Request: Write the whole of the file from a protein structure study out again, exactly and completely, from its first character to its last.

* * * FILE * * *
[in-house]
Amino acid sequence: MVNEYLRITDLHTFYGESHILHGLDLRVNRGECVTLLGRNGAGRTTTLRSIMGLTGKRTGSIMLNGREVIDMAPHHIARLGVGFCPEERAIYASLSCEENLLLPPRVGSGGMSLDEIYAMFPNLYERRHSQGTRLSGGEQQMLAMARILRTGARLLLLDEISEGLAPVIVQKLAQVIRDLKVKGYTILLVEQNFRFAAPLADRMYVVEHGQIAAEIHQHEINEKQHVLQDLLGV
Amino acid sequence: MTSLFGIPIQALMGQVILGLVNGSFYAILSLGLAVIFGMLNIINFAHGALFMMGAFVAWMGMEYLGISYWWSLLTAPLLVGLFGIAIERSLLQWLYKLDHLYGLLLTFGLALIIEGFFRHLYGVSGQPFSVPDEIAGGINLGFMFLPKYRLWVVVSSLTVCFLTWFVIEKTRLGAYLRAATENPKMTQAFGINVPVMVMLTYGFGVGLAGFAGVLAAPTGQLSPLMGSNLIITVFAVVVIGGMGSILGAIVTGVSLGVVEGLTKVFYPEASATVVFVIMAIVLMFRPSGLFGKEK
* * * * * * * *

[in-house]
Amino acid sequence: MVNEYLRITDLHTFYGESHILHGLDLRVNRGECVTLLGRNGAGRTTTLRSIMGLTGKRTGSIMLNGREVIDMAPHHIARLGVGFCPEERAIYASLSCEENLLLPPRVGSGGMSLDEIYAMFPNLYERRHSQGTRLSGGEQQMLAMARILRTGARLLLLDEISEGLAPVIVQKLAQVIRDLKVKGYTILLVEQNFRFAAPLADRMYVVEHGQIAAEIHQHEINEKQHVLQDLLGV
Amino acid sequence: MTSLFGIPIQALMGQVILGLVNGSFYAILSLGLAVIFGMLNIINFAHGALFMMGAFVAWMGMEYLGISYWWSLLTAPLLVGLFGIAIERSLLQWLYKLDHLYGLLLTFGLALIIEGFFRHLYGVSGQPFSVPDEIAGGINLGFMFLPKYRLWVVVSSLTVCFLTWFVIEKTRLGAYLRAATENPKMTQAFGINVPVMVMLTYGFGVGLAGFAGVLAAPTGQLSPLMGSNLIITVFAVVVIGGMGSILGAIVTGVSLGVVEGLTKVFYPEASATVVFVIMAIVLMFRPSGLFGKEK